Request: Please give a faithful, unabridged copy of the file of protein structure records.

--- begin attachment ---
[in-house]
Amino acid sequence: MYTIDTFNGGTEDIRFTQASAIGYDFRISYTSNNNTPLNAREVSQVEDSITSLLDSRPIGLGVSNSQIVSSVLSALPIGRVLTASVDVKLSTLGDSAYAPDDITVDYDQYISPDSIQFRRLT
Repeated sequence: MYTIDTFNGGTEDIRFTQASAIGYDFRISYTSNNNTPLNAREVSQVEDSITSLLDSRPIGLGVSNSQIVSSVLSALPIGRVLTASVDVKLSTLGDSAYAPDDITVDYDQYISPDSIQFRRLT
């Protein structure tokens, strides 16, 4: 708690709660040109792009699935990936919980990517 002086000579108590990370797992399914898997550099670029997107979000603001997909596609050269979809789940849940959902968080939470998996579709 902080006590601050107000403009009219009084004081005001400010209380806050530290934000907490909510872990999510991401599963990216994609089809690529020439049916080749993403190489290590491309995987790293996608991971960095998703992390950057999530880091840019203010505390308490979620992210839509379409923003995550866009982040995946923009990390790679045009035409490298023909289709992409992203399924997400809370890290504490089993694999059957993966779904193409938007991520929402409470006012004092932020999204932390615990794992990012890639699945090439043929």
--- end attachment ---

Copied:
[in-house]
Amino acid sequence: MYTIDTFNGGTEDIRFTQASAIGYDFRISYTSNNNTPLNAREVSQVEDSITSLLDSRPIGLGVSNSQIVSSVLSALPIGRVLTASVDVKLSTLGDSAYAPDDITVDYDQYISPDSIQFRRLT
Repeated sequence: MYTIDTFNGGTEDIRFTQASAIGYDFRISYTSNNNTPLNAREVSQVEDSITSLLDSRPIGLGVSNSQIVSSVLSALPIGRVLTASVDVKLSTLGDSAYAPDDITVDYDQYISPDSIQFRRLT
């Protein structure tokens, strides 16, 4: 708690709660040109792009699935990936919980990517 002086000579108590990370797992399914898997550099670029997107979000603001997909596609050269979809789940849940959902968080939470998996579709 902080006590601050107000403009009219009084004081005001400010209380806050530290934000907490909510872990999510991401599963990216994609089809690529020439049916080749993403190489290590491309995987790293996608991971960095998703992390950057999530880091840019203010505390308490979620992210839509379409923003995550866009982040995946923009990390790679045009035409490298023909289709992409992203399924997400809370890290504490089993694999059957993966779904193409938007991520929402409470006012004092932020999204932390615990794992990012890639699945090439043929």